Checking In

(1) There are lots of new things, half-written, that I want to post here. Updating this blog has been the next thing on my list of things to do for more than two weeks. I’ve been too busy.

(“How can that be? Either you have not been doing things, or your list of things to do is misnamed.” I would say neither: rather, grading papers, preparing classes, repainting the outdoor railings before winter and the bathroom before my father-in-law visits, taking care of departmental and family responsibilities, etc. has seized every spare moment. “Why are these things not on your list of things to do, then?” I suppose because they are conditions of maintenance for the kind of life I have, rather than free engagement with matters intellectual, spiritual, and cultural. My list has the things that I do when the conditions of my life permit this sort of engagement. “Then why don’t you simplify your life to minimize its conditions of maintenance, leaving more time for these things that you claim to value?” Good question.)

However, having had some time to reflect, I’ve decided that I really like doing this, so I think I’m in it for the long haul. I’m looking forward to continued discussion!

(2) A long time ago, I heard someone opine that teaching the Philosophical Investigations was “the worst way to introduce someone to Wittgenstein’s later philosophy.” Surely this was hyperbole, but having been teaching the book for a month now, I see the point of the remark.

The hard part of teaching the Investigations is that many of your students either won’t have had very much experience with philosophical problems or won’t happen to be currently exercised by the ones that actually show up in the stretch of text you’re reading. Whereas the methods depend in a certain way on actually being puzzled. You can’t be shown the way out of the fly-bottle if you’re not in it.

But explaining philosophical problems in a way which reaches people takes a lot of class time even when you’re successful, when you manage to get your students gripped at least a little bit by something that they may or may not have ever even considered before. So if you’re lucky, you get to that point – which would be the culmination of a very successful twenty to fifty minutes of an introductory class – and then you have to read Wittgenstein with them, and show them how Wittgenstein is trying to untangle the threads that led to you having that feeling of puzzlement, of being caught in the classic philosophical way between a set of jointly inconsistent claims that all seem plausible – to cut off the problem at (what Wittgenstein sees as) the root, rather than offering a more historically conventional denial or disambiguation of the claims.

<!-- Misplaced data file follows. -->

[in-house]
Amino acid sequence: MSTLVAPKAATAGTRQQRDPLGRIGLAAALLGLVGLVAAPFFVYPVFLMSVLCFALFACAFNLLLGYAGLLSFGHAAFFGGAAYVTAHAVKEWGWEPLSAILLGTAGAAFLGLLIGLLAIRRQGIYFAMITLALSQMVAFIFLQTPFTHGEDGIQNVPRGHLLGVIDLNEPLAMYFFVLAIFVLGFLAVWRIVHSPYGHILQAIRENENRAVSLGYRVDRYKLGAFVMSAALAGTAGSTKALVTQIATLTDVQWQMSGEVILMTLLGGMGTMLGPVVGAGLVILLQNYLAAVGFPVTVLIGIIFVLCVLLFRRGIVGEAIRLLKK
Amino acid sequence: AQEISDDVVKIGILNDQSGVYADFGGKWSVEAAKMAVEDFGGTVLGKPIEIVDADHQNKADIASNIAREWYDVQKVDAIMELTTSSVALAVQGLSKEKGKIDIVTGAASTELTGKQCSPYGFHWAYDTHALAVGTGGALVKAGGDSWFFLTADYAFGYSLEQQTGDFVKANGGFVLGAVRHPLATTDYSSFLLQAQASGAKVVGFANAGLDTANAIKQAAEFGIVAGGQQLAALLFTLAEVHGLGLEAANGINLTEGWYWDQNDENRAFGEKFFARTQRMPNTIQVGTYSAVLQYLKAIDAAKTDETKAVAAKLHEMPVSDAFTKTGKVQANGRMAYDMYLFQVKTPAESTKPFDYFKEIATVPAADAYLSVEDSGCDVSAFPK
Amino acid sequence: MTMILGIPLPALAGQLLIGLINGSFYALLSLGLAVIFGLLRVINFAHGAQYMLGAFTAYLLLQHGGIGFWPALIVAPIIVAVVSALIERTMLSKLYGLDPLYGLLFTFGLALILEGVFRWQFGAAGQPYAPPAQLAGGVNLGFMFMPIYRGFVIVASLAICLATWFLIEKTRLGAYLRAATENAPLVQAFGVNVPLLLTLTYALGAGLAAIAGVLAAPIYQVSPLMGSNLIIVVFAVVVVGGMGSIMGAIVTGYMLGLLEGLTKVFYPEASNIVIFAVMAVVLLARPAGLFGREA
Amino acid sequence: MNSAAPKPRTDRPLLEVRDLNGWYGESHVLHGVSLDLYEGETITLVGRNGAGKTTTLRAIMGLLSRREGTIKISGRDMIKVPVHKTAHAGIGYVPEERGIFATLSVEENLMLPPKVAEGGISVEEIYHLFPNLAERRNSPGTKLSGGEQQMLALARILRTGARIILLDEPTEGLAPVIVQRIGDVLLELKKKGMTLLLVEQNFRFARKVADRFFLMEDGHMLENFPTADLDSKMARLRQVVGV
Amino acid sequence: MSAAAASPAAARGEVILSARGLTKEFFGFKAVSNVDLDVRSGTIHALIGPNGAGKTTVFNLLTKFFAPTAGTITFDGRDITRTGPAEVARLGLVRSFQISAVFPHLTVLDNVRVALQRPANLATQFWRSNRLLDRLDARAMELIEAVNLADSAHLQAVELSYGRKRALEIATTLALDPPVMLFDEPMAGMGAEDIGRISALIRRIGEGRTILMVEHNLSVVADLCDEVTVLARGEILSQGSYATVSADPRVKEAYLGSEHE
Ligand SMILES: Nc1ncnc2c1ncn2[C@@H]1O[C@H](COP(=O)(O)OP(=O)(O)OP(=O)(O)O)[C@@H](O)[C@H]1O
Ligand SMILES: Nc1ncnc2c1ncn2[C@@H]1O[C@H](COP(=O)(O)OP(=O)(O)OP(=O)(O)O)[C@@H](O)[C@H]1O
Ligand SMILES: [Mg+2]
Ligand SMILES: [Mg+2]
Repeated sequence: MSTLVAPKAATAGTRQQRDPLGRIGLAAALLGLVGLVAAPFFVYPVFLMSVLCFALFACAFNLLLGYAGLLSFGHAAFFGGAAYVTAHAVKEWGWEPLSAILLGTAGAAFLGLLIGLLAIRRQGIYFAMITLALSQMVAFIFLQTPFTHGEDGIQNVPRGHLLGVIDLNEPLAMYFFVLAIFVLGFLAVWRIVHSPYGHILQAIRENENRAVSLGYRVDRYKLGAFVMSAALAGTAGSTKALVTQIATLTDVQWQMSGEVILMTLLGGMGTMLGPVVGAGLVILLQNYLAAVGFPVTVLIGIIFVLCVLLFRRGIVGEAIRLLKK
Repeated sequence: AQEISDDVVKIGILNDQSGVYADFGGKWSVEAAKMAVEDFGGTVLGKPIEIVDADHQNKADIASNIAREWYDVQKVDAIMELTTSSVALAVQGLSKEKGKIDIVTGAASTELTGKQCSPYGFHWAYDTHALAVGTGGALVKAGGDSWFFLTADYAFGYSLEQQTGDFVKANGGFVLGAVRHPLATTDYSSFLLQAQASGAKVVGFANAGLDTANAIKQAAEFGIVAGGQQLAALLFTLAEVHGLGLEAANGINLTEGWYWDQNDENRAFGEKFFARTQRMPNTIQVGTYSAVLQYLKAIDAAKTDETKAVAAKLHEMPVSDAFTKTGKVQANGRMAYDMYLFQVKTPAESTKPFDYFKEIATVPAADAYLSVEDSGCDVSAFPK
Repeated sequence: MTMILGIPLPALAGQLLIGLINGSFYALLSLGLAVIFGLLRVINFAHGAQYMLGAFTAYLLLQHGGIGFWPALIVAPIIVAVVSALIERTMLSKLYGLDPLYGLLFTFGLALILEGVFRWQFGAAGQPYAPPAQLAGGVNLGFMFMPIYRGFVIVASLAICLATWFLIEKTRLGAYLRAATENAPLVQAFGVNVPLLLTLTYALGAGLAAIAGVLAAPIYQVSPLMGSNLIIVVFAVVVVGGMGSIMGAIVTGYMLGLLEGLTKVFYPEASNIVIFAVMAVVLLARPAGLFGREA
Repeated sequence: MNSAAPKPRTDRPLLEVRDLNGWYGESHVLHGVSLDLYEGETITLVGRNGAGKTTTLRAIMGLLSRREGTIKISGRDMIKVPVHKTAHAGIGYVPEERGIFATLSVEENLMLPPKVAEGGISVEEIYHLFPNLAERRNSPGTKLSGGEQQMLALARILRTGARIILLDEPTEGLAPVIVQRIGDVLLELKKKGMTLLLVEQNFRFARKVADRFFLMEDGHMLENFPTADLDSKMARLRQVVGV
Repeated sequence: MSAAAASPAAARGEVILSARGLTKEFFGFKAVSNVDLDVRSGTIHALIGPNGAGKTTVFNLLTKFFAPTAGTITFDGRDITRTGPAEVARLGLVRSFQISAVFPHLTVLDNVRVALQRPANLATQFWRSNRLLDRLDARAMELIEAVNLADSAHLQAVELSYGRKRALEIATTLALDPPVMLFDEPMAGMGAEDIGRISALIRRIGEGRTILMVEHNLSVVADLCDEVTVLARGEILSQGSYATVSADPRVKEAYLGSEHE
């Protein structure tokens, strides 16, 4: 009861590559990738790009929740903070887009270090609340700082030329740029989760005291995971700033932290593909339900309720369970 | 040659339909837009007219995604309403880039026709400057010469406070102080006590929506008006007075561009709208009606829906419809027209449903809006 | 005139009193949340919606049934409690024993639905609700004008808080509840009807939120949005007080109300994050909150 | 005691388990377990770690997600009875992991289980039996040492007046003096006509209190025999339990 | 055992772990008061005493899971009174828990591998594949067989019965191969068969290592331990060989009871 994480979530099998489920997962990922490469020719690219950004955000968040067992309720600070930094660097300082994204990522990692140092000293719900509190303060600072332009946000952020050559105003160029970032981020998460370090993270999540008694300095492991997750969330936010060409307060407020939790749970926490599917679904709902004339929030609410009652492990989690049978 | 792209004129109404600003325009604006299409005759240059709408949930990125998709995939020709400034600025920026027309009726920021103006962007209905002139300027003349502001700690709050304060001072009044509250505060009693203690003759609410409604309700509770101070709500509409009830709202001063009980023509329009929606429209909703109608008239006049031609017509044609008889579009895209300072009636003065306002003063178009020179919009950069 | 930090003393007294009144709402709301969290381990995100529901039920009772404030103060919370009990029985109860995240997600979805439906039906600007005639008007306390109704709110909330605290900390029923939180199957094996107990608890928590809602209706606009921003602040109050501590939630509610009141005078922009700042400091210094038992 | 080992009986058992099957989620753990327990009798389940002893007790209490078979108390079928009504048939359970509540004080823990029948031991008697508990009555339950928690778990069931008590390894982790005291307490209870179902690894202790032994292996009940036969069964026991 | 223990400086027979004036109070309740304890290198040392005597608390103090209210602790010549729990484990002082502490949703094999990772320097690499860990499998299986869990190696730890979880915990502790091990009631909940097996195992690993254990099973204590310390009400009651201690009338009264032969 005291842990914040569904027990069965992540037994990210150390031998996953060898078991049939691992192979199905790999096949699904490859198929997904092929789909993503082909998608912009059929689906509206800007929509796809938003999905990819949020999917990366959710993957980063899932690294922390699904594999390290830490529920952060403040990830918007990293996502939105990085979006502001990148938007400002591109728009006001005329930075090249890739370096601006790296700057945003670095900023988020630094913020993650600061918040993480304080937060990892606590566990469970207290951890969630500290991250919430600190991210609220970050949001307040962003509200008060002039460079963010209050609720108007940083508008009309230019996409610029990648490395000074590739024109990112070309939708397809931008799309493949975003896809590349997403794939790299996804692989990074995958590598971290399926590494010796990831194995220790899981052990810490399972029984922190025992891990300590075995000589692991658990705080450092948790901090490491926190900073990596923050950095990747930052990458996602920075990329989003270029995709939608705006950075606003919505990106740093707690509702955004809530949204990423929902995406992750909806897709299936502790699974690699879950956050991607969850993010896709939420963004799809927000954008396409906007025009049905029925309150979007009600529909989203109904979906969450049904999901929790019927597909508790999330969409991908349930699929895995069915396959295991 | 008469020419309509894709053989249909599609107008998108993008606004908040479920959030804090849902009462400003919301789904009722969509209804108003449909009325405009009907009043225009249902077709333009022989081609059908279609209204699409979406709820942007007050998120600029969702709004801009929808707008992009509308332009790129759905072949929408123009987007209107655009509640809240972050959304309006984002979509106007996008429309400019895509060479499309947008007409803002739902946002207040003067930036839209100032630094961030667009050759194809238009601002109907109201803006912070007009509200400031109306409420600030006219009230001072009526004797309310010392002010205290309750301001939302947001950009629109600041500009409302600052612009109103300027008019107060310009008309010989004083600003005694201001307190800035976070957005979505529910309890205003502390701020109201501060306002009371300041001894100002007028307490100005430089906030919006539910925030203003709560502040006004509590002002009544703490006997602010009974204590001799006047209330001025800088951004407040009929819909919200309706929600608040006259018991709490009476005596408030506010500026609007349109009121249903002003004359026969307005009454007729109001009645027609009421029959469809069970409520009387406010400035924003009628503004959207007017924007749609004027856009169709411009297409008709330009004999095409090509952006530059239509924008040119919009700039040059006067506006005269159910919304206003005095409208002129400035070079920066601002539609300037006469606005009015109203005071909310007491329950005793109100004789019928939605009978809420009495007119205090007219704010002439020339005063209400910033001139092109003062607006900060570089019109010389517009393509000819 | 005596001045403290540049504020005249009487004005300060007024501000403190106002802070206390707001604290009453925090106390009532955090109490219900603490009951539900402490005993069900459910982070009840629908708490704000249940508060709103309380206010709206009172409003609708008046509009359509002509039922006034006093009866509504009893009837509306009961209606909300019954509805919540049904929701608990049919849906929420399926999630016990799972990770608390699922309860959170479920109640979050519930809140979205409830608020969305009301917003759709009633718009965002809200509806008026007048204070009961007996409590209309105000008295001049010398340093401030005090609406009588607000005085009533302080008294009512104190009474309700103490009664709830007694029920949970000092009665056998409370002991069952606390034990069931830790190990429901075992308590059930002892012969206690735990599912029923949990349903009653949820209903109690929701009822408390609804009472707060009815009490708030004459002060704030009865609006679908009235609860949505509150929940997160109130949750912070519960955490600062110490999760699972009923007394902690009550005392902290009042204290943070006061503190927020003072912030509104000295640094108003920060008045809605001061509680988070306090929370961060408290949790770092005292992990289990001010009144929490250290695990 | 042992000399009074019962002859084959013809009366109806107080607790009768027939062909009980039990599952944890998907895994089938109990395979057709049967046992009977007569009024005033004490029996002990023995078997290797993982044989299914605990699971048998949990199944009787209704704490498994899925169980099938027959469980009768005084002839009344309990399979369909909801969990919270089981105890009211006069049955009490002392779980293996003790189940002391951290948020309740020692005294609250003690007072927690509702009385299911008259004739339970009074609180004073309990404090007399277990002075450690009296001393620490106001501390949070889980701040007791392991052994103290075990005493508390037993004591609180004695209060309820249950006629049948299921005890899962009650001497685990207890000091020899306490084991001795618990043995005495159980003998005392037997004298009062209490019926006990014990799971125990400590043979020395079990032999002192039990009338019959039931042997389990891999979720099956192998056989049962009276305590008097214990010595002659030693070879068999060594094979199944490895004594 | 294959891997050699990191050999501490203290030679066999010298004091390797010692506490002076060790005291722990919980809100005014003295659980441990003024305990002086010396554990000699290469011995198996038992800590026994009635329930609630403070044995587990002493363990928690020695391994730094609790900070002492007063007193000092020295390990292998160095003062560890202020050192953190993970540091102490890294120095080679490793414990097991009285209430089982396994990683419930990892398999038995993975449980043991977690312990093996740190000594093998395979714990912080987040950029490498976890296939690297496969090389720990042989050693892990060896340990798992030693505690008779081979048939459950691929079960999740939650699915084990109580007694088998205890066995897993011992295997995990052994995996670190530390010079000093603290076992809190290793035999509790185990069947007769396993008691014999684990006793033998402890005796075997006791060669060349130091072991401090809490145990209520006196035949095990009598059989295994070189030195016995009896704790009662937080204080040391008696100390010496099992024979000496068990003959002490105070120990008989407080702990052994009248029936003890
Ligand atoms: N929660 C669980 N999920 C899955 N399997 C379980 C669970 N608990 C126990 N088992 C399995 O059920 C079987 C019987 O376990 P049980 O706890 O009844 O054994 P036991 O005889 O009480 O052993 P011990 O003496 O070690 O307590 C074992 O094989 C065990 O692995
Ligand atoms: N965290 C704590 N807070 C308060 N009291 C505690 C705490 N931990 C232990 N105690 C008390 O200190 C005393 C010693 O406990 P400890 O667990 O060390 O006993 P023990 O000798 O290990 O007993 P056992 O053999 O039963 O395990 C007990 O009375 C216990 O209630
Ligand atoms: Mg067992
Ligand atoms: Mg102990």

Pivoting from motivating philosophical problems to difficult exegesis, without losing track of the philosophical problem that is animating the text you’re interpreting, is one of the most difficult bits of classroom gymnastics I’ve ever tried, and I don’t think I am often succeeding, despite the good group of students I am working with.

Having done all that successfully, one really ought to conclude the classroom discussion by assessing whether Wittgenstein’s really succeeded, whether you’re satisfied enough by his reminders and analogies and hypothetical language-games and intermediate cases to think that there really isn’t a problem there after all.

It is often more than I can do to carry such a line of thinking all the way through at all, let alone in the classroom, never mind bringing any students along with me.

It would be vastly better in some respects to start with a group of students, some of whom were genuinely philosophically puzzled about this or that, and just to apply Wittgenstein’s various methods to their puzzles, perhaps contrasting what this approach yields with the kind of resolution you might get from Plato, Aristotle, Hume, Kant, etc. when confronted with similar problems. This hypothetical group of students would have to be convinced that they were being taught about Wittgenstein though, if that was the class they had signed up for. So then you might, having given a preliminary ‘Wittgensteinian’ treatment of your students’ puzzlement directly in the classroom, without referring to Wittgenstein much at all, then go back to the Investigations, notebooks, edited collections, etc. and connect your discussion with things W said and wrote on the same or similar problems, wrapping things up by reflecting both on Wittgenstein and on the ‘therapy’ received.